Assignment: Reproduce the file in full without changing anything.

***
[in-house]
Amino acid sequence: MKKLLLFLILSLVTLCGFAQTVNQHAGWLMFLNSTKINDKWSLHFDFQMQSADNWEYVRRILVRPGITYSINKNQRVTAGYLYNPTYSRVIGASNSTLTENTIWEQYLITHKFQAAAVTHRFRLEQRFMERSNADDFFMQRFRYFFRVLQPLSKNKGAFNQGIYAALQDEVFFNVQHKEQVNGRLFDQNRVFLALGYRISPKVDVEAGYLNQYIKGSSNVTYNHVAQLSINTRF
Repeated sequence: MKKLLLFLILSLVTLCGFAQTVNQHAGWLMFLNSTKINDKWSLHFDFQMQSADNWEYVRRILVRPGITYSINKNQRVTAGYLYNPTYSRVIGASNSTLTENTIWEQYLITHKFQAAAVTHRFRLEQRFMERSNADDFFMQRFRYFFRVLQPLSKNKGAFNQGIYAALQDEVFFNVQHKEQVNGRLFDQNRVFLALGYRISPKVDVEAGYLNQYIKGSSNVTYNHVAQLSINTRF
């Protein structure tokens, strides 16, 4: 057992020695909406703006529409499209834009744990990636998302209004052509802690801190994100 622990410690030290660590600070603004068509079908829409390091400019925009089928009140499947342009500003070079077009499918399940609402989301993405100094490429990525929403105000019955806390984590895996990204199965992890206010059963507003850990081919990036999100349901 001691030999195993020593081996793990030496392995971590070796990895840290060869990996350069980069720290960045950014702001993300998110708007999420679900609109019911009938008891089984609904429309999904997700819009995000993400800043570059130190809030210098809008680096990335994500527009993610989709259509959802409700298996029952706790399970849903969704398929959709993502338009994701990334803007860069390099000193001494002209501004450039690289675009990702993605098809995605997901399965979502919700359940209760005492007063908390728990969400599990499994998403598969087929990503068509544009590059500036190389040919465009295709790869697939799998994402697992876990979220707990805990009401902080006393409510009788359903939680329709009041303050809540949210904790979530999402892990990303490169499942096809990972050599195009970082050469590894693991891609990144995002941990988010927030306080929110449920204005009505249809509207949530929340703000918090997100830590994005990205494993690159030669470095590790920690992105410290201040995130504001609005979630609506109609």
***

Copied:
[in-house]
Amino acid sequence: MKKLLLFLILSLVTLCGFAQTVNQHAGWLMFLNSTKINDKWSLHFDFQMQSADNWEYVRRILVRPGITYSINKNQRVTAGYLYNPTYSRVIGASNSTLTENTIWEQYLITHKFQAAAVTHRFRLEQRFMERSNADDFFMQRFRYFFRVLQPLSKNKGAFNQGIYAALQDEVFFNVQHKEQVNGRLFDQNRVFLALGYRISPKVDVEAGYLNQYIKGSSNVTYNHVAQLSINTRF
Repeated sequence: MKKLLLFLILSLVTLCGFAQTVNQHAGWLMFLNSTKINDKWSLHFDFQMQSADNWEYVRRILVRPGITYSINKNQRVTAGYLYNPTYSRVIGASNSTLTENTIWEQYLITHKFQAAAVTHRFRLEQRFMERSNADDFFMQRFRYFFRVLQPLSKNKGAFNQGIYAALQDEVFFNVQHKEQVNGRLFDQNRVFLALGYRISPKVDVEAGYLNQYIKGSSNVTYNHVAQLSINTRF
């Protein structure tokens, strides 16, 4: 057992020695909406703006529409499209834009744990990636998302209004052509802690801190994100 622990410690030290660590600070603004068509079908829409390091400019925009089928009140499947342009500003070079077009499918399940609402989301993405100094490429990525929403105000019955806390984590895996990204199965992890206010059963507003850990081919990036999100349901 001691030999195993020593081996793990030496392995971590070796990895840290060869990996350069980069720290960045950014702001993300998110708007999420679900609109019911009938008891089984609904429309999904997700819009995000993400800043570059130190809030210098809008680096990335994500527009993610989709259509959802409700298996029952706790399970849903969704398929959709993502338009994701990334803007860069390099000193001494002209501004450039690289675009990702993605098809995605997901399965979502919700359940209760005492007063908390728990969400599990499994998403598969087929990503068509544009590059500036190389040919465009295709790869697939799998994402697992876990979220707990805990009401902080006393409510009788359903939680329709009041303050809540949210904790979530999402892990990303490169499942096809990972050599195009970082050469590894693991891609990144995002941990988010927030306080929110449920204005009505249809509207949530929340703000918090997100830590994005990205494993690159030669470095590790920690992105410290201040995130504001609005979630609506109609």